Essay: Jean Piaget’s Cognitive Development theory
Jean Piaget’s cognitive development theory is widely accepted as a constructive model for designing learning, especially in pre-school and primary programs that have proved to work well. Substantially, this theory is the foundation for the constructivists learning support developing interest of a child and basis for discovery learning ((Berk, 2006; Huitt, 2007) as it guide parents and tutors are to design instructions equivalent to the level of a child. Furthermore, its influence to instruction approach of children are in the area of curriculum to children or material present should challenge child’s ability and use of concrete experiences such as groups and manipulative are resultant recommendations from Piaget’s cognitive development. For full systematic stage application of theory table.2 (appended documentation) gives details.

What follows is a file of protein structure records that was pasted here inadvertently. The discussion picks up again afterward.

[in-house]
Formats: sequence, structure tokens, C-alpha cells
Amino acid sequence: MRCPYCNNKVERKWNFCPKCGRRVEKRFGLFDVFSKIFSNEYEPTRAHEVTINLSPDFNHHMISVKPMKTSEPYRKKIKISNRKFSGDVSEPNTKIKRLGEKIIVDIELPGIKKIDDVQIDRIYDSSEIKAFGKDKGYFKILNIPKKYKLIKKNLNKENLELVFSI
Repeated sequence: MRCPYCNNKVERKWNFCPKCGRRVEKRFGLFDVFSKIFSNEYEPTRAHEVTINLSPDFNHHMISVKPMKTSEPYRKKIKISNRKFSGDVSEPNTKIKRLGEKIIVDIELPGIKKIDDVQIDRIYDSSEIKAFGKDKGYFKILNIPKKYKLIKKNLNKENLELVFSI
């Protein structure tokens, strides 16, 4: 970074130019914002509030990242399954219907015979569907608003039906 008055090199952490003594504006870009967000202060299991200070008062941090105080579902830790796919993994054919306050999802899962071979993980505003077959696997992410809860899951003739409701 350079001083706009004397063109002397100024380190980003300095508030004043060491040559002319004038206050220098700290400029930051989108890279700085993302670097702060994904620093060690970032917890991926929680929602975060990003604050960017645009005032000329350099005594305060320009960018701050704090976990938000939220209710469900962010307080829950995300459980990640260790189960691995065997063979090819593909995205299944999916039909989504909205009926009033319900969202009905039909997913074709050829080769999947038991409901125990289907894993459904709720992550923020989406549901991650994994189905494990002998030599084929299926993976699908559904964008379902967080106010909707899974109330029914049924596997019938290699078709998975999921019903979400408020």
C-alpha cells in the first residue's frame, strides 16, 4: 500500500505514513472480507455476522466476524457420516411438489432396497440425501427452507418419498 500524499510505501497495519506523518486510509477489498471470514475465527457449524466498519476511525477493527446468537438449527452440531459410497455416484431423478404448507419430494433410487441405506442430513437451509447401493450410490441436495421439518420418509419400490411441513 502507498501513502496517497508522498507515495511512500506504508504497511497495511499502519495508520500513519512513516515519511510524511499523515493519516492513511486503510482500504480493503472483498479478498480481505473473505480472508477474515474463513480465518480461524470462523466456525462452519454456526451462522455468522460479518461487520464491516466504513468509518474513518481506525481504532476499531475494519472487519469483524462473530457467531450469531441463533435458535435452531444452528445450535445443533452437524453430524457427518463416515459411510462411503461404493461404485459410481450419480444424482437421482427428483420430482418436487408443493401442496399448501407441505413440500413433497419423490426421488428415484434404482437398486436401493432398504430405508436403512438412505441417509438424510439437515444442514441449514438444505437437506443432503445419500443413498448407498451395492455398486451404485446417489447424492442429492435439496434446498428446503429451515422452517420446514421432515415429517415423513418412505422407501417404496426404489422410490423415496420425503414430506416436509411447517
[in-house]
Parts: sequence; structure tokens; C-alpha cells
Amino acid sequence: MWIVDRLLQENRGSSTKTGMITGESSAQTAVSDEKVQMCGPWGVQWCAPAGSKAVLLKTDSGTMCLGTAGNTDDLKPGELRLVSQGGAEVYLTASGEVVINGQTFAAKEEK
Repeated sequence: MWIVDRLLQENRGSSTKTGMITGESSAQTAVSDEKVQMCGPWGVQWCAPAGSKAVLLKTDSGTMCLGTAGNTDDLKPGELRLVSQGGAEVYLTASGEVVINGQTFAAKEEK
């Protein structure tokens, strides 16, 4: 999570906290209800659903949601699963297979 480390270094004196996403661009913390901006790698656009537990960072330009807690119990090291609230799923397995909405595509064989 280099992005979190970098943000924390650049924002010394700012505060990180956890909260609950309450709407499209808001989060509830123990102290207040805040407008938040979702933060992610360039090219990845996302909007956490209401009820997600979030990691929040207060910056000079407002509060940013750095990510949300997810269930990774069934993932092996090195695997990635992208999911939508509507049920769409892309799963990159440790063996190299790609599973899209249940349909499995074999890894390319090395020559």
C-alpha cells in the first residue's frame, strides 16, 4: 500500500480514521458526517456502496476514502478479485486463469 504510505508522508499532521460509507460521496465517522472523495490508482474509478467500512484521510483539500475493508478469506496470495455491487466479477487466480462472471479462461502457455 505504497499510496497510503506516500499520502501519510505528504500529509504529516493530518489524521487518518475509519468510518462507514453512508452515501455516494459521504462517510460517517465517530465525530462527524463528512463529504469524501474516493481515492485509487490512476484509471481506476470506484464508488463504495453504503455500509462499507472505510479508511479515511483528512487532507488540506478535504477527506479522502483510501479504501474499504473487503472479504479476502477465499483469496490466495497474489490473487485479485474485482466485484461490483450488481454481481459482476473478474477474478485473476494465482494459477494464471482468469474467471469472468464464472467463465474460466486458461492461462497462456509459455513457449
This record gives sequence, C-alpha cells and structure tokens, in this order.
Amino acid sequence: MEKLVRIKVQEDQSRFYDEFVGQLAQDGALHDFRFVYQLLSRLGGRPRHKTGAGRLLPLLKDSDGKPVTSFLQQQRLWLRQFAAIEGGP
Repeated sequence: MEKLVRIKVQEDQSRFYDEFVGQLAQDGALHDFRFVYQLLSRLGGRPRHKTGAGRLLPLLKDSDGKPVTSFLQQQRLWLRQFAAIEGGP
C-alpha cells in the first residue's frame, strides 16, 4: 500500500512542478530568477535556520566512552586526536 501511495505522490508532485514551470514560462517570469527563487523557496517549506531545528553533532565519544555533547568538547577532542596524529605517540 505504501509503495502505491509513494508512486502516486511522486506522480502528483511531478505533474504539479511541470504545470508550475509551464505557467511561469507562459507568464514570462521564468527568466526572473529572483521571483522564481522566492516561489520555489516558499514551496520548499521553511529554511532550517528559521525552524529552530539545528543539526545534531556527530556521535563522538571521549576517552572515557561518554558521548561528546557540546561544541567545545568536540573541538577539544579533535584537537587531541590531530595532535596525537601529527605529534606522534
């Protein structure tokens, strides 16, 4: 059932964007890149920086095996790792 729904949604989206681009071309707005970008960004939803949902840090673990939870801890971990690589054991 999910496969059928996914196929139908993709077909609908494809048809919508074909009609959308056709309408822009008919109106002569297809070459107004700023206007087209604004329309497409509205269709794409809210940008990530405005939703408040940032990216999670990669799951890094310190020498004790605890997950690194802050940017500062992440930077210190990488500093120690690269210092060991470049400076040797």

The tangible critique to the method is based on the method used for study, which was descriptive resulted that to the conclusions acceptable to others while to others is not acceptable. On the positive part of it, the notion of biological development being a drive for one cognitive development stage to the other; has been widely accepted. This acceptance was reinforced by research conducted by Stafford, Friot and Reanner (1976). In their study, they examined a cross-sectional of children in western cultures; there results supported stages of sensory motor, pre-operational and concrete operational.
On contrast the data obtained from same studies in Western Europe in adolescence did not cohere with Piaget’s assertions on formal operational stage attained automatically as biological aspects mature. Empirically, it was found by Kohlberg, Kalin and Lange (1977), that only 30-35% of high school senior’s attained formal operational stages. This disagreement was based on the influence of special involvement to attain through cognitive stage.